EX-Pacer Hopes WNBA Players Strike and Compares WNBA to NCAA

Elena Della Donne

Getty Elena Della Donne at the 2019 All-Star Game

Last November, the WNBA players made the collective decision to opted out of their CBA (Collective Bargaining Agreement two years early. It was initially supposed to run through the 2021 season.

“We believe in women, we believe in the WNBA, we believe in the WNBPA, and we believe that wherever the finish line is for this movement that we’re a part of —we’re just not there yet,” WNBA Players Association president Nneka Ogwumike wrote in an essay on The Players Tribune. “We’re opting out because women’s basketball’s potential is infinite. We’re opting out because there’s still a lot more work to be done. And we’re betting on ourselves to do it.”

At the time, the WNBA responded with the following statement:

“We were informed today that the Women’s National Basketball Players Association has opted out of the current Collective Bargaining Agreement following the 2019 season. The league and its teams are committed to an open and good-faith negotiation that is rooted in the financial realities of our business. We are getting to work immediately and are confident such a process can lead to a fair deal for all involved.”

What are the players looking for  in the next agreement

During the 2018-2019 season, numerous players spoke out about better play and travel.  In 2018, the maximum salary for veteran players was 115,500, and according to SBNation.com, that increases by 2,000 every year.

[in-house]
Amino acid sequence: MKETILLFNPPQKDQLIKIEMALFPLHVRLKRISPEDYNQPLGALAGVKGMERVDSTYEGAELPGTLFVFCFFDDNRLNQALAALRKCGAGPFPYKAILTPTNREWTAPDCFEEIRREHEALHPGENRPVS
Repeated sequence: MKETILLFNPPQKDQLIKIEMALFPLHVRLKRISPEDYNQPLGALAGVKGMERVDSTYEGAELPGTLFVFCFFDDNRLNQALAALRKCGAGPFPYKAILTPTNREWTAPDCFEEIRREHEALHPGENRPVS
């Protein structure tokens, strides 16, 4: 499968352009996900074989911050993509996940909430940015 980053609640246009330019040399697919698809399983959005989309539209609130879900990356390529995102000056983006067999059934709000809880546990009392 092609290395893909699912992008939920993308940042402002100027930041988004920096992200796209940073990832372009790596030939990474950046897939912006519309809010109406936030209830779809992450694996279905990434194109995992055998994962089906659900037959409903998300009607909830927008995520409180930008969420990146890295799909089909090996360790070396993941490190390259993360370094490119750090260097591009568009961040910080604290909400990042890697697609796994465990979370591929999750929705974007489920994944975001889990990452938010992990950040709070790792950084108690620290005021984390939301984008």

WNBA players are not asking for the same salaries that their male counterparts in the NBA. They want more of the market share in a recently deleted tweet. Las Vegas guard Kelsey Plum shared they are only making 20 percent of the league’s marketing share. The NBA is receiving 50 percent of the market share.

Dallas Wings’ guard Skylar Diggins-Smith talked about the travel conditions before the WNBA 2018 All-Star break.


Later that year, the travel conditions caused the Las Vegas Aces to cancel their game against the Washington Mystics due to a 24-hour trip and did arrive in D.C. until two hours before tip-off.

On Thursday’s episode of ESPN’s Jalen & Jacoby, they showed the difference between the way the Pacers and Fever travel.

“So, I was very outspoken as a player and I think that is one of the reasons I am able to do this job on a daily basis — to talk about politics, fashion, and culture. So, if you heard me say certain things for decades I apologize. Like the NCAA and how they treat their players, this is a version of that to me, said former forward Jalen Rose.

It discusses me, so very much and embracing for everyone involved. It is one thing for the players to endure this its another thing for owners of teams. To be a league that allows this to happen.  They don’t play all year, they play in the summer that is when the NBA isn’t playing. It is a subsidiary of the NBA, and I know there are going to be people that say if you look at their stands they are not selling out,” Rose said. “That is not the point if you build it, they will come if you treat the product like that that doesn’t make it attractive to the average fan. It is embracing and I hope they have what it takes to strike.”

Two years ago, Mercury center Brittney Griner aired her frustration “We should get paid more,” Griner told me.

“That is somebody else’s job, but we should definitely get paid more there is no reason why we should have to go overseas to make a living.”